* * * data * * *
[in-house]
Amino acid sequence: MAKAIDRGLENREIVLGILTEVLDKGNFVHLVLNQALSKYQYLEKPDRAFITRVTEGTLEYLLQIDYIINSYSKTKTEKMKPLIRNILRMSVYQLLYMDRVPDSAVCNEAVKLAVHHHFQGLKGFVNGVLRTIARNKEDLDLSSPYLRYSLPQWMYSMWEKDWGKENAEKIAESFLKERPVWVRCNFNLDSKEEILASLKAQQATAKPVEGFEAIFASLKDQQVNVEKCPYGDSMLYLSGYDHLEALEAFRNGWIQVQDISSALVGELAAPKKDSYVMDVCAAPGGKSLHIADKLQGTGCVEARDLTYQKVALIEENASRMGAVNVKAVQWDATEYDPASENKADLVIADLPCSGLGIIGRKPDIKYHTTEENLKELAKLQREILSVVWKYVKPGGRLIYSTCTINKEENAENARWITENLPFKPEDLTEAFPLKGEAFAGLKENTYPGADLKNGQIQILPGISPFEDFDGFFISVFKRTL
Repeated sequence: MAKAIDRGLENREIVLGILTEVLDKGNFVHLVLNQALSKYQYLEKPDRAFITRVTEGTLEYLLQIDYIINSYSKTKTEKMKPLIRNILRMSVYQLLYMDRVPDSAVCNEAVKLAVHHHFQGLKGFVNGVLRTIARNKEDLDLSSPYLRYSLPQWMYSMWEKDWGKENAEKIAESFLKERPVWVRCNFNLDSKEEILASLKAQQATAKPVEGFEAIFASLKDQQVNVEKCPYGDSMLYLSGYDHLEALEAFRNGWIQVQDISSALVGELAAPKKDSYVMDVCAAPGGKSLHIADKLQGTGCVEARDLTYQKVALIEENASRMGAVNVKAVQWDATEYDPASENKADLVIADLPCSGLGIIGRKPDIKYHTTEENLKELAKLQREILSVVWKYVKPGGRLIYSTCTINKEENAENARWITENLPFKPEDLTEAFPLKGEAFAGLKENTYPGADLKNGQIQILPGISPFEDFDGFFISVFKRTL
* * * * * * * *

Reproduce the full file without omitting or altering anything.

[in-house]
Amino acid sequence: MAKAIDRGLENREIVLGILTEVLDKGNFVHLVLNQALSKYQYLEKPDRAFITRVTEGTLEYLLQIDYIINSYSKTKTEKMKPLIRNILRMSVYQLLYMDRVPDSAVCNEAVKLAVHHHFQGLKGFVNGVLRTIARNKEDLDLSSPYLRYSLPQWMYSMWEKDWGKENAEKIAESFLKERPVWVRCNFNLDSKEEILASLKAQQATAKPVEGFEAIFASLKDQQVNVEKCPYGDSMLYLSGYDHLEALEAFRNGWIQVQDISSALVGELAAPKKDSYVMDVCAAPGGKSLHIADKLQGTGCVEARDLTYQKVALIEENASRMGAVNVKAVQWDATEYDPASENKADLVIADLPCSGLGIIGRKPDIKYHTTEENLKELAKLQREILSVVWKYVKPGGRLIYSTCTINKEENAENARWITENLPFKPEDLTEAFPLKGEAFAGLKENTYPGADLKNGQIQILPGISPFEDFDGFFISVFKRTL
Repeated sequence: MAKAIDRGLENREIVLGILTEVLDKGNFVHLVLNQALSKYQYLEKPDRAFITRVTEGTLEYLLQIDYIINSYSKTKTEKMKPLIRNILRMSVYQLLYMDRVPDSAVCNEAVKLAVHHHFQGLKGFVNGVLRTIARNKEDLDLSSPYLRYSLPQWMYSMWEKDWGKENAEKIAESFLKERPVWVRCNFNLDSKEEILASLKAQQATAKPVEGFEAIFASLKDQQVNVEKCPYGDSMLYLSGYDHLEALEAFRNGWIQVQDISSALVGELAAPKKDSYVMDVCAAPGGKSLHIADKLQGTGCVEARDLTYQKVALIEENASRMGAVNVKAVQWDATEYDPASENKADLVIADLPCSGLGIIGRKPDIKYHTTEENLKELAKLQREILSVVWKYVKPGGRLIYSTCTINKEENAENARWITENLPFKPEDLTEAFPLKGEAFAGLKENTYPGADLKNGQIQILPGISPFEDFDGFFISVFKRTL